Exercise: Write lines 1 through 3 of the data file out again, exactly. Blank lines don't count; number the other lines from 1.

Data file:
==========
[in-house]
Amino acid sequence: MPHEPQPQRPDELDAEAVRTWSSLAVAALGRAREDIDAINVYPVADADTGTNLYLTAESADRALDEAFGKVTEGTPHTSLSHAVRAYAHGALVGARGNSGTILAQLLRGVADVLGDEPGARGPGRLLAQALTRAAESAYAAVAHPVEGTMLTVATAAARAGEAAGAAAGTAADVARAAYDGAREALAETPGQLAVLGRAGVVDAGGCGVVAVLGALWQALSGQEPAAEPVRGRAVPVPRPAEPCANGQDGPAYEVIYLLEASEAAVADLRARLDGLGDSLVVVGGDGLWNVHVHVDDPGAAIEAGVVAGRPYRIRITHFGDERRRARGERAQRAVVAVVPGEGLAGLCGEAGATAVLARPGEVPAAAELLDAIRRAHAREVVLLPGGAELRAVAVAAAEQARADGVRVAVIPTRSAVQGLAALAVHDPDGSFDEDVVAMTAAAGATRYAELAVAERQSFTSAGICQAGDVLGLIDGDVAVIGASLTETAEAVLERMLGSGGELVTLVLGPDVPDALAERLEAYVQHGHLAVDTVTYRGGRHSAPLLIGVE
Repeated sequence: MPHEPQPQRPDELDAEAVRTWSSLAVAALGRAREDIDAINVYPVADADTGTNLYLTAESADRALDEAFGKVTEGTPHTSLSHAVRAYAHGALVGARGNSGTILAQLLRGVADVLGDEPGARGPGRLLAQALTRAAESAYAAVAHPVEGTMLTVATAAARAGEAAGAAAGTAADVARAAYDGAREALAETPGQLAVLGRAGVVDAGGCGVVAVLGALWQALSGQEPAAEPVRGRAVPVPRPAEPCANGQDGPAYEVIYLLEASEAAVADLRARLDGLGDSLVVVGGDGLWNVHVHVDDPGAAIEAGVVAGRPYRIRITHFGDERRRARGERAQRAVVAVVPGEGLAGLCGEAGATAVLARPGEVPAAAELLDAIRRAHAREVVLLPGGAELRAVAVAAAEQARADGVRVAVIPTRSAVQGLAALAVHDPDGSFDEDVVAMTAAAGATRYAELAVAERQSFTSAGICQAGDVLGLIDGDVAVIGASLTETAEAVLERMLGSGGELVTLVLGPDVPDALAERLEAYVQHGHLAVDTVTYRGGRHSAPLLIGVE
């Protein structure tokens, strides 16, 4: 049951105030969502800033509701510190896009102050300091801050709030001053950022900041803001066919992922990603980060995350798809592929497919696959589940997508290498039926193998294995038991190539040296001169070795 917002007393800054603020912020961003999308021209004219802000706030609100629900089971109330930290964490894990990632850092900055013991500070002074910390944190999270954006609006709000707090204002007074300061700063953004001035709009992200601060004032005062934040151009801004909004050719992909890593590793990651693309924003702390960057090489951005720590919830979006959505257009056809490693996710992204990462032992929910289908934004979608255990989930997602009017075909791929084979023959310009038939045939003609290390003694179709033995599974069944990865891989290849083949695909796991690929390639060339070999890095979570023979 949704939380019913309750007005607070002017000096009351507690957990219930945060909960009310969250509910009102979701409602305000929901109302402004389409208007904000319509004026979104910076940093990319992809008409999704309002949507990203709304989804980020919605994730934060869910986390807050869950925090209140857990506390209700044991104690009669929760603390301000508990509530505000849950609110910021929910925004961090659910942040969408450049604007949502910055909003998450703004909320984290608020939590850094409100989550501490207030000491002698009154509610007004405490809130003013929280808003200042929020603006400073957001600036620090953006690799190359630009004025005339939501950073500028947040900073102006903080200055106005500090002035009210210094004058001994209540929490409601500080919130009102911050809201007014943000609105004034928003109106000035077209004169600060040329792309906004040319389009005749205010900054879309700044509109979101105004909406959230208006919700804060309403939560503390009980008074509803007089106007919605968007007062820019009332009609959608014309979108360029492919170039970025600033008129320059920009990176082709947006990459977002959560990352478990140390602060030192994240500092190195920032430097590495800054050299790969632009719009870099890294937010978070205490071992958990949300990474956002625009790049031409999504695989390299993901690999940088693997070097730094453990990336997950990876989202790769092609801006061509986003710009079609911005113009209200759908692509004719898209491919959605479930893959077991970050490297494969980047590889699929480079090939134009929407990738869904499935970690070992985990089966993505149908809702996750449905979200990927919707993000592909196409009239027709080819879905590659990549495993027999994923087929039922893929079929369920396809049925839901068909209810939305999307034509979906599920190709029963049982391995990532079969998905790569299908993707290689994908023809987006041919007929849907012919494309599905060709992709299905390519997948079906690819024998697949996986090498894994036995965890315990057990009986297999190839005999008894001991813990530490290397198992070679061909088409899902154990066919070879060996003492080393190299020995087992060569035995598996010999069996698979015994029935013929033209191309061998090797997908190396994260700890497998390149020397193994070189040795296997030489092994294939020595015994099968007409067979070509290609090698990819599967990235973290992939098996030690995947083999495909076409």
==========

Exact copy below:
[in-house]
Amino acid sequence: MPHEPQPQRPDELDAEAVRTWSSLAVAALGRAREDIDAINVYPVADADTGTNLYLTAESADRALDEAFGKVTEGTPHTSLSHAVRAYAHGALVGARGNSGTILAQLLRGVADVLGDEPGARGPGRLLAQALTRAAESAYAAVAHPVEGTMLTVATAAARAGEAAGAAAGTAADVARAAYDGAREALAETPGQLAVLGRAGVVDAGGCGVVAVLGALWQALSGQEPAAEPVRGRAVPVPRPAEPCANGQDGPAYEVIYLLEASEAAVADLRARLDGLGDSLVVVGGDGLWNVHVHVDDPGAAIEAGVVAGRPYRIRITHFGDERRRARGERAQRAVVAVVPGEGLAGLCGEAGATAVLARPGEVPAAAELLDAIRRAHAREVVLLPGGAELRAVAVAAAEQARADGVRVAVIPTRSAVQGLAALAVHDPDGSFDEDVVAMTAAAGATRYAELAVAERQSFTSAGICQAGDVLGLIDGDVAVIGASLTETAEAVLERMLGSGGELVTLVLGPDVPDALAERLEAYVQHGHLAVDTVTYRGGRHSAPLLIGVE
Repeated sequence: MPHEPQPQRPDELDAEAVRTWSSLAVAALGRAREDIDAINVYPVADADTGTNLYLTAESADRALDEAFGKVTEGTPHTSLSHAVRAYAHGALVGARGNSGTILAQLLRGVADVLGDEPGARGPGRLLAQALTRAAESAYAAVAHPVEGTMLTVATAAARAGEAAGAAAGTAADVARAAYDGAREALAETPGQLAVLGRAGVVDAGGCGVVAVLGALWQALSGQEPAAEPVRGRAVPVPRPAEPCANGQDGPAYEVIYLLEASEAAVADLRARLDGLGDSLVVVGGDGLWNVHVHVDDPGAAIEAGVVAGRPYRIRITHFGDERRRARGERAQRAVVAVVPGEGLAGLCGEAGATAVLARPGEVPAAAELLDAIRRAHAREVVLLPGGAELRAVAVAAAEQARADGVRVAVIPTRSAVQGLAALAVHDPDGSFDEDVVAMTAAAGATRYAELAVAERQSFTSAGICQAGDVLGLIDGDVAVIGASLTETAEAVLERMLGSGGELVTLVLGPDVPDALAERLEAYVQHGHLAVDTVTYRGGRHSAPLLIGVE